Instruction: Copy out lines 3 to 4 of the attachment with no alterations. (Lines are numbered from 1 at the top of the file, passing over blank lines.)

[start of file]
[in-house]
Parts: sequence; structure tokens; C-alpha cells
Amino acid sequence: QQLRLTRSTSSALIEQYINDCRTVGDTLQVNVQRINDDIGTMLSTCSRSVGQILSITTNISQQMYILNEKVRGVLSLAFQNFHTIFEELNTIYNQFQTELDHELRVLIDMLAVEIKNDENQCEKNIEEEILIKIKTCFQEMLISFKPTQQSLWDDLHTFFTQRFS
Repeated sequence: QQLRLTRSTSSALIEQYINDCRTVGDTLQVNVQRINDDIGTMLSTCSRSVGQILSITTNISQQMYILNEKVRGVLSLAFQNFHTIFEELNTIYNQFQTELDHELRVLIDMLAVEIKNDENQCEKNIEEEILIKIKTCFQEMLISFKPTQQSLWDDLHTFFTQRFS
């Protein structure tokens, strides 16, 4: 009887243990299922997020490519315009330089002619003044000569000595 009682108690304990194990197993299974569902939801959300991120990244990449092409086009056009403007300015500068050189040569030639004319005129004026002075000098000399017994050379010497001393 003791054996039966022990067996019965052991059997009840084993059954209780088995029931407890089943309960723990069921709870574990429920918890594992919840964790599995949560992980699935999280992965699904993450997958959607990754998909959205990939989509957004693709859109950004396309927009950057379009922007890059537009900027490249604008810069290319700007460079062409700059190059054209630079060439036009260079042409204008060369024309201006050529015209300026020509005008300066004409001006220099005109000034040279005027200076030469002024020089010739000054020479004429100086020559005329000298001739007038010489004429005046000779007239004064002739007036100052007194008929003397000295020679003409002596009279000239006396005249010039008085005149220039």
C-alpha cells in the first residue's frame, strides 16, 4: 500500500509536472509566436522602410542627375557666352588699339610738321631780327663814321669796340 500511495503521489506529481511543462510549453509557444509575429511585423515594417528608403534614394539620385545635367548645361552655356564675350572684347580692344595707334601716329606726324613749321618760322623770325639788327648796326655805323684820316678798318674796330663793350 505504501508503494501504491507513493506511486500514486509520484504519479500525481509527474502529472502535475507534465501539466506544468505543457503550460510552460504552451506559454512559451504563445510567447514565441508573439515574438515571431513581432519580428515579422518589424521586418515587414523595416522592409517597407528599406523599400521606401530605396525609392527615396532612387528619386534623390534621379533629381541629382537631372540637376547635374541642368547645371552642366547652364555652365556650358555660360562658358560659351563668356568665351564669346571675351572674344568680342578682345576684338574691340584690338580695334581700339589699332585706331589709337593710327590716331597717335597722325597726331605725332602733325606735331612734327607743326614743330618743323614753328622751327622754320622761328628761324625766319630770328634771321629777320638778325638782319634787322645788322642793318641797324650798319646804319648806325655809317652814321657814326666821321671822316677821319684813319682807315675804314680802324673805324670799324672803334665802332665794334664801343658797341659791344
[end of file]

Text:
Amino acid sequence: QQLRLTRSTSSALIEQYINDCRTVGDTLQVNVQRINDDIGTMLSTCSRSVGQILSITTNISQQMYILNEKVRGVLSLAFQNFHTIFEELNTIYNQFQTELDHELRVLIDMLAVEIKNDENQCEKNIEEEILIKIKTCFQEMLISFKPTQQSLWDDLHTFFTQRFS
Repeated sequence: QQLRLTRSTSSALIEQYINDCRTVGDTLQVNVQRINDDIGTMLSTCSRSVGQILSITTNISQQMYILNEKVRGVLSLAFQNFHTIFEELNTIYNQFQTELDHELRVLIDMLAVEIKNDENQCEKNIEEEILIKIKTCFQEMLISFKPTQQSLWDDLHTFFTQRFS